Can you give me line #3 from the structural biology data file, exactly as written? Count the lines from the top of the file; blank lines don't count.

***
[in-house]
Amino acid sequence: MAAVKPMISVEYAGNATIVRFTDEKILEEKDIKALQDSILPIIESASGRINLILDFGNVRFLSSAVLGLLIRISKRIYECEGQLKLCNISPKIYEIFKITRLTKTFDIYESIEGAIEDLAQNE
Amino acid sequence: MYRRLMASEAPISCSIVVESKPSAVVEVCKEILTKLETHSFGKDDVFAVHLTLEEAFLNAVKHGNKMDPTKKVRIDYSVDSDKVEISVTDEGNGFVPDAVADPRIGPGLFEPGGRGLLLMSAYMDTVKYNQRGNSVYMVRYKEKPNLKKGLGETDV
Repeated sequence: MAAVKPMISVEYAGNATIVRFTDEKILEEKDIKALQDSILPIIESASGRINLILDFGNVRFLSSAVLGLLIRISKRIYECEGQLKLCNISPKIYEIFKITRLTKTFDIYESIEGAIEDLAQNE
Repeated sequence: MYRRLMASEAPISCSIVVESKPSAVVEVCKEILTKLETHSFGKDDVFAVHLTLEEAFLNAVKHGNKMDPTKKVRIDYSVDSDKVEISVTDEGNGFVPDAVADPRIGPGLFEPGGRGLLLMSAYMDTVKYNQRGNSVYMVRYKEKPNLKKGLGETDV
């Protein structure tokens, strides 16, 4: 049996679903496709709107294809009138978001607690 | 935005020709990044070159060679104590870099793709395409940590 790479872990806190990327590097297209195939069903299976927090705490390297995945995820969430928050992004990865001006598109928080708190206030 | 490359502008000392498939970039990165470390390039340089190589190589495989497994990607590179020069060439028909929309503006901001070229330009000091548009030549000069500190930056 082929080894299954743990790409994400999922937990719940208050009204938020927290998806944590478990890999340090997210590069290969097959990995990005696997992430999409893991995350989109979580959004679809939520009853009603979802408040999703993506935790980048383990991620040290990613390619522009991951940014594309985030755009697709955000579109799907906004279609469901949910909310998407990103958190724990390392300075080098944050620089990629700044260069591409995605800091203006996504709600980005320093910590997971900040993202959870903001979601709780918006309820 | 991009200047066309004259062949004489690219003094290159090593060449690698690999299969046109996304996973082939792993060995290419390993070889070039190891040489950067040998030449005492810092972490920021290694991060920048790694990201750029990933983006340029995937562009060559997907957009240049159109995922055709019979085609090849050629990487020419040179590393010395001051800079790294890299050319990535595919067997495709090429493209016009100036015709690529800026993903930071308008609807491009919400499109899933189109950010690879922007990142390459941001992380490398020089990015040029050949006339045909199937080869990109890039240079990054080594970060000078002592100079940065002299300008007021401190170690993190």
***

Amino acid sequence: MYRRLMASEAPISCSIVVESKPSAVVEVCKEILTKLETHSFGKDDVFAVHLTLEEAFLNAVKHGNKMDPTKKVRIDYSVDSDKVEISVTDEGNGFVPDAVADPRIGPGLFEPGGRGLLLMSAYMDTVKYNQRGNSVYMVRYKEKPNLKKGLGETDV